Let’s take the dishes scenario that was mentioned previously. Perhaps, there are also some other chores around the house that need to be accomplished and you are living with a signifcnt other, friend, or roommate. This can open up the door for meaningful conversation to compromise what can be done in the living space that is being shared. Maybe, the person that you live with actually enjoys doing the dishes (crazy thought, I know!), and you enjoy putting the dishes away after they’ve dried. This is an opportunity for a conversation to open up about the process in which the dishes are washed, dried, and then put away. Like the old saying goes, teamwork makes the dreamwork!
Once this occurs, it opens up the door for other conversations about other facets of your life. For example, it could open up conversations about where to travel for holidays (assuming you’re not amidst a pandemic), what other chores could be divided between those sharing the living space, whether or not you cook a meal or order takeout, or whether you decide to get up early in the morning or sleep in. All of these decisions boil down to energy, willingness, and compromise.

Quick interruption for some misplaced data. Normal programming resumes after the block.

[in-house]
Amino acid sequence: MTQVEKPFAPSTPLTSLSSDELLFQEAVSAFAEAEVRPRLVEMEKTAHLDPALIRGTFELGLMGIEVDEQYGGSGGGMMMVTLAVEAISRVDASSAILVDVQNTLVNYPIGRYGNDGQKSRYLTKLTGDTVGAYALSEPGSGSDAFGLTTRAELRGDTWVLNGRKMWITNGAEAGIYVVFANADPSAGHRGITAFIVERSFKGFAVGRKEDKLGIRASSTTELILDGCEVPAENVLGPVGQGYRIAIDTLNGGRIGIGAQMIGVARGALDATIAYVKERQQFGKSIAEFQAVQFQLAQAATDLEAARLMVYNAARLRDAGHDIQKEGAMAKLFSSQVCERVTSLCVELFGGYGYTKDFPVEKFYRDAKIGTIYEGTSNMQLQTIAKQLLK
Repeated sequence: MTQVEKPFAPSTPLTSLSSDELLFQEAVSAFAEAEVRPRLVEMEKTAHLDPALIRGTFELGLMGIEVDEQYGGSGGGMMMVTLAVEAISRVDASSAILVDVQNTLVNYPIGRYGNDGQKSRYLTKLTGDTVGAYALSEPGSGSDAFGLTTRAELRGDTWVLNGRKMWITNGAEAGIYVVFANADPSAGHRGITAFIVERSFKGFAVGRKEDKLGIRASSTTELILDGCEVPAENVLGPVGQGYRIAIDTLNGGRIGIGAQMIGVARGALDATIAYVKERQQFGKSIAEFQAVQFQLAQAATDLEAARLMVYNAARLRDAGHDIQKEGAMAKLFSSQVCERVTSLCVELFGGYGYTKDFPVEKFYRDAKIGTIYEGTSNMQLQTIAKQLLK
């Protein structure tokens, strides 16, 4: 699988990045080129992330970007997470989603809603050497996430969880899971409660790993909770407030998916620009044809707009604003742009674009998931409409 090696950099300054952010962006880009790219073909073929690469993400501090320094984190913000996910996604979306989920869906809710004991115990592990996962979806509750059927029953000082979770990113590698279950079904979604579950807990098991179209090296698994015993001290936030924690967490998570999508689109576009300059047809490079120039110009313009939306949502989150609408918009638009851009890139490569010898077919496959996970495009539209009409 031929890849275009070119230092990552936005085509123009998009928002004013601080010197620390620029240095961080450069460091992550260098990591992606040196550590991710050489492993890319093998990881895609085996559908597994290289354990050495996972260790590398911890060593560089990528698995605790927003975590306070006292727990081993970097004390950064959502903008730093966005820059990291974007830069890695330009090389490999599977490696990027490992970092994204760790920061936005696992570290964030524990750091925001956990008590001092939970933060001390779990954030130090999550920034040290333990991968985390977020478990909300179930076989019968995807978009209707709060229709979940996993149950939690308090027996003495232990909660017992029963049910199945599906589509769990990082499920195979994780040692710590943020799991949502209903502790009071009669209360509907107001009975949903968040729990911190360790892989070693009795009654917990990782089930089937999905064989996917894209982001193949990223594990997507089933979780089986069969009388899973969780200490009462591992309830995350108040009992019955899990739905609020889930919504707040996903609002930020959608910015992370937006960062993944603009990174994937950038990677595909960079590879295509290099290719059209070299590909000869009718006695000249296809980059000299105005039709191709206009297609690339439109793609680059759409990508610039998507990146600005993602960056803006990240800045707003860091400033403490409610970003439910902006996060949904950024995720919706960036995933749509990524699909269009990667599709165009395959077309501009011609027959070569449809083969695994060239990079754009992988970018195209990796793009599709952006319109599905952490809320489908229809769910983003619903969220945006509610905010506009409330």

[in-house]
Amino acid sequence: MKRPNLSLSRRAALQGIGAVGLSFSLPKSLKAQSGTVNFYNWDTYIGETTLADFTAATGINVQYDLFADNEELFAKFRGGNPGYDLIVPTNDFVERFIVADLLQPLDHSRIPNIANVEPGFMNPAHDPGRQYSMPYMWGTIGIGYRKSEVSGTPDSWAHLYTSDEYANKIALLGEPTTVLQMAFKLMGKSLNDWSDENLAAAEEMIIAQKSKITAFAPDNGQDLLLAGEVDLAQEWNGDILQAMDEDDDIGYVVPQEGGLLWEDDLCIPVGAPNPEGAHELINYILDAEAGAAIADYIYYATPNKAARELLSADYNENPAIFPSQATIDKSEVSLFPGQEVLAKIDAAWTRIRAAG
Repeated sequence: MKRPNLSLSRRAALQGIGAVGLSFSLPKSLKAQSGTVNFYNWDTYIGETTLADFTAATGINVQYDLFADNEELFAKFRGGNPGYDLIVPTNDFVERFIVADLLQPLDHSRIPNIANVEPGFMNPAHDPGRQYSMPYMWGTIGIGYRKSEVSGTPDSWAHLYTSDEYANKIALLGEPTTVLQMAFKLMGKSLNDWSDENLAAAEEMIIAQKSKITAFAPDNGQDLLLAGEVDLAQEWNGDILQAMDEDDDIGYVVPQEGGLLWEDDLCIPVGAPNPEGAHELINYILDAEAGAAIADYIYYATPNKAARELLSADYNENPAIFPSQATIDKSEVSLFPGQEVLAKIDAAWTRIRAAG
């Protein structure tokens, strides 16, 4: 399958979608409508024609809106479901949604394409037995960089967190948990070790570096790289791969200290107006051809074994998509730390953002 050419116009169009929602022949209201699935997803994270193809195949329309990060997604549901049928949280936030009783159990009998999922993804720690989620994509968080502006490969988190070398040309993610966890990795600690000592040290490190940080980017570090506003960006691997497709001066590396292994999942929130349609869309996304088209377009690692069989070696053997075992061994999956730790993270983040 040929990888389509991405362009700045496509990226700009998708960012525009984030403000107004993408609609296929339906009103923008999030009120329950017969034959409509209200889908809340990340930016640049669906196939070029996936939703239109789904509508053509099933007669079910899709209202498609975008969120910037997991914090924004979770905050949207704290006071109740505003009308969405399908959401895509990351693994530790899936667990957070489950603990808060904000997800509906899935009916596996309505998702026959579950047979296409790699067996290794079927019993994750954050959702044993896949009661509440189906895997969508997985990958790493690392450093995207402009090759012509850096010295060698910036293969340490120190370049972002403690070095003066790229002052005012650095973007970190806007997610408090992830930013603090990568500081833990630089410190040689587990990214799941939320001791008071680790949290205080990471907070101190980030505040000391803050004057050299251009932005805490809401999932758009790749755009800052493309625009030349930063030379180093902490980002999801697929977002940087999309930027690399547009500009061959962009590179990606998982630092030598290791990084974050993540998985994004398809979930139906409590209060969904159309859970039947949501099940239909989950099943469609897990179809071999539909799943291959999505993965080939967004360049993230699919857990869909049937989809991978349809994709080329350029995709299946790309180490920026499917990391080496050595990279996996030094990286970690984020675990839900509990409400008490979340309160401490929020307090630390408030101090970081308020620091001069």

I know you might be thinking, “okay, these all seem like trivial things, how does the willingness meter apply to more meaningful things in my life?”. Don’t worry, I’ll get there! However, it is important not to overlook the “trivial things” in life because these are things that we tend to do almost everyday, and anything that you do is a significant portion of your life. It is really simple math. Anywho, let’s get to the more meaningful ways that the willingess meter could help us in our personal lives.
If there are things that you have to do at work everyday that you dislike, say I, I! This is where the willingness meter can come into play. Knowing what you like or dislike in your job can help you organize your tasks. Depending on how you like to approach your day, maybe beginning your day with tasks that you enjoy will help get your energy flowing in the right direction, so that you have enough energy to overcome your unwillingness to do the tasks that you dislike. That way you can use that extra energy to grind through things you might not want to do, but you know you need to do.
There is a saying (forget where I found it, gosh, I always do this!) that says, “where your focus goes, your energy flows”. This is connected to the willingness meter because when our focus is on how much we dislike something, our energy tends to deteriorate rapidly because we’re engaging in emotions like anger, which is basically your brain and body pressing on the gas and breaks at the same time. Yikes! Pretty soon, you’ll have an engine malfunction and find yourself without any energy at all. Now, back to the work example.